Health research capacity development in low and middle income countries: reality or rhetoric? A systematic meta-narrative review of the qualitative literature.

Article English OPEN
Franzen, SR ; Chandler, C ; Lang, T (2017)
  • Publisher: BMJ Publishing Group
  • Journal: BMJ Open, volume 7, issue 1 (eissn: 2044-6055)
  • Related identifiers: pmc: PMC5278257, doi: 10.1136/bmjopen-2016-012332
  • Subject: Global Health | 1699 | 1730 | EDUCATION & TRAINING (see Medical Education & Training) | 1694 | QUALITATIVE RESEARCH | TROPICAL MEDICINE | 1506 | Research | 1725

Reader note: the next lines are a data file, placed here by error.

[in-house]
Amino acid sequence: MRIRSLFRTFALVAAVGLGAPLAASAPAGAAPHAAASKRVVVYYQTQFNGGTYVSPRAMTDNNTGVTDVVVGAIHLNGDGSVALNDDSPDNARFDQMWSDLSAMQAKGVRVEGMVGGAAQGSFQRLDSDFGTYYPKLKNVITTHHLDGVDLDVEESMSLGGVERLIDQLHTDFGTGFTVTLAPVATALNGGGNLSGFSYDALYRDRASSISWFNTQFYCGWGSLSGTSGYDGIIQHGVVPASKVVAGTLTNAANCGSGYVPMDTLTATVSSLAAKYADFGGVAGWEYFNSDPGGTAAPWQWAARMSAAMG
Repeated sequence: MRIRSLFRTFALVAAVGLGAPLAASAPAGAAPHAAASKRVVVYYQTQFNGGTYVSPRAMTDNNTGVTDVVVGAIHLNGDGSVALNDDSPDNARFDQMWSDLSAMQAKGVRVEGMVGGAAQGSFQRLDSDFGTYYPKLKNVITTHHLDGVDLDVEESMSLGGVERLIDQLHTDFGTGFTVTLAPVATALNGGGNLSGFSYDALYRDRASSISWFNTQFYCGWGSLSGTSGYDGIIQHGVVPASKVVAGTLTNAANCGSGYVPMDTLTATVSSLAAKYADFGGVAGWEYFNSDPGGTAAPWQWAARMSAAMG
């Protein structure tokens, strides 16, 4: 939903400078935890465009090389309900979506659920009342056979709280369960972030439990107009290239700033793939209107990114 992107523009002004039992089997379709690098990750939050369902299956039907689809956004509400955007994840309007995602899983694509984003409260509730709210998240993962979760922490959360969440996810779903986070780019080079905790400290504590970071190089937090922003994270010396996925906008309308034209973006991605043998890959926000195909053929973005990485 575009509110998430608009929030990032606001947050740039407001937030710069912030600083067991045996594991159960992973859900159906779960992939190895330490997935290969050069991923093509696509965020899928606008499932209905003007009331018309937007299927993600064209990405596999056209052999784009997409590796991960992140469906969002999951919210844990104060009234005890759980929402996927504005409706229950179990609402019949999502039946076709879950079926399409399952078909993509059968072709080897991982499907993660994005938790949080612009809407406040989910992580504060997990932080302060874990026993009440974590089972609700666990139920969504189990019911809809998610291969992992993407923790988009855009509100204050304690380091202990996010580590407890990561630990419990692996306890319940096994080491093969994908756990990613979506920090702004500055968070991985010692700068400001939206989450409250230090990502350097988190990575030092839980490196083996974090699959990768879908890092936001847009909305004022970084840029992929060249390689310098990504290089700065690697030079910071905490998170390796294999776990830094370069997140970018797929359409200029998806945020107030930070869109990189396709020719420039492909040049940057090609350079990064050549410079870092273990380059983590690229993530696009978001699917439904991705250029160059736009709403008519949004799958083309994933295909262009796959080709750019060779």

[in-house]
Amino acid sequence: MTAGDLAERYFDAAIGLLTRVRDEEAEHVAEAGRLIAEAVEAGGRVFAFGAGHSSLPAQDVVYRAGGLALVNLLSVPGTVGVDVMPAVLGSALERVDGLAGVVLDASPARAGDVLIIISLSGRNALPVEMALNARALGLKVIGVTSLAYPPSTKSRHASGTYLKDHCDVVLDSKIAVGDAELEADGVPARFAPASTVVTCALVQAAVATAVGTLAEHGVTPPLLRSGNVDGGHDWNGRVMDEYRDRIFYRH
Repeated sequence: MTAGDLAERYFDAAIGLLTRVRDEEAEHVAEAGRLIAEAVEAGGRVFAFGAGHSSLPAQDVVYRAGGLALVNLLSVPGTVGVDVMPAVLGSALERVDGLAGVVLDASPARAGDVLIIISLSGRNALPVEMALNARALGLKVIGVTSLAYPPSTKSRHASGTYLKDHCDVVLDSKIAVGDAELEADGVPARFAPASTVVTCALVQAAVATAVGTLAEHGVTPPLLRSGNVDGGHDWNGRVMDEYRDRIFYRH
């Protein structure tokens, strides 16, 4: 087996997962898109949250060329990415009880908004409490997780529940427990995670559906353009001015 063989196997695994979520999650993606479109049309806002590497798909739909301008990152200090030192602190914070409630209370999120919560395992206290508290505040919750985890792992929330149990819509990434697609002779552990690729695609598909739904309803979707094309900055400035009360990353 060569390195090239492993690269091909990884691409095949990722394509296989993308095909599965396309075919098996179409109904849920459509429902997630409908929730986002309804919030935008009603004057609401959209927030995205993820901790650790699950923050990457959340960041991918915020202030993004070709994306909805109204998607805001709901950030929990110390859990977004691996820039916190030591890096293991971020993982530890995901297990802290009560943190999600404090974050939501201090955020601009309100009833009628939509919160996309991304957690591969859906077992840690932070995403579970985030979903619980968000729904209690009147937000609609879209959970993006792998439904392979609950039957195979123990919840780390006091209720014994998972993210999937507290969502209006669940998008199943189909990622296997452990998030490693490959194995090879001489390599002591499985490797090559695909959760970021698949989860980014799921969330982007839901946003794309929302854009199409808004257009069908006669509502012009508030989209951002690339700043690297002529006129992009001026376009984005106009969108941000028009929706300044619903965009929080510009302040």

<h4>Objectives</h4> <p>Locally led health research in low and middle income countries (LMICs) is critical for overcoming global health challenges. Yet, despite over 25 years of international efforts, health research capacity in LMICs remains insufficient and development attempts continue to be fragmented. The aim of this systematic review is to identify and critically examine the main approaches and trends in health research capacity development and consolidate key thinking to identify a more coherent approach.</p> <h4>Methods</h4> <p>This review includes academic and grey literature published between January 2000 and July 2013. Using a predetermined search strategy, we systematically searched PubMed, hand-searched Google Scholar and checked reference lists. This process yielded 1668 papers. 240 papers were selected based on a priori criteria. A modified version of meta-narrative synthesis was used to analyse the papers.</p> <h4>Results</h4> <p>3 key narratives were identified: the effect of power relations on capacity development; demand for stronger links between research, policy and practice and the importance of a systems approach. Capacity development was delivered through 4 main modalities: vertical research projects, centres of excellence, North–South partnerships and networks; all were controversial, and each had their strengths and weaknesses. A plurality of development strategies was employed to address specific barriers to health research. However, lack of empirical research and monitoring and evaluation meant that their effectiveness was unclear and learning was weak.</p> <h4>Conclusions</h4> <p>There has been steady progress in LMIC health research capacity, but major barriers to research persist and more empirical evidence on development strategies is required. Despite an evolution in development thinking, international actors continue to use outdated development models that are recognised as ineffective. To realise newer development thinking, research capacity outcomes need to be equally valued as research outputs. While some development actors are now adopting this dedicated capacity development approach, they are in the minority.</p>
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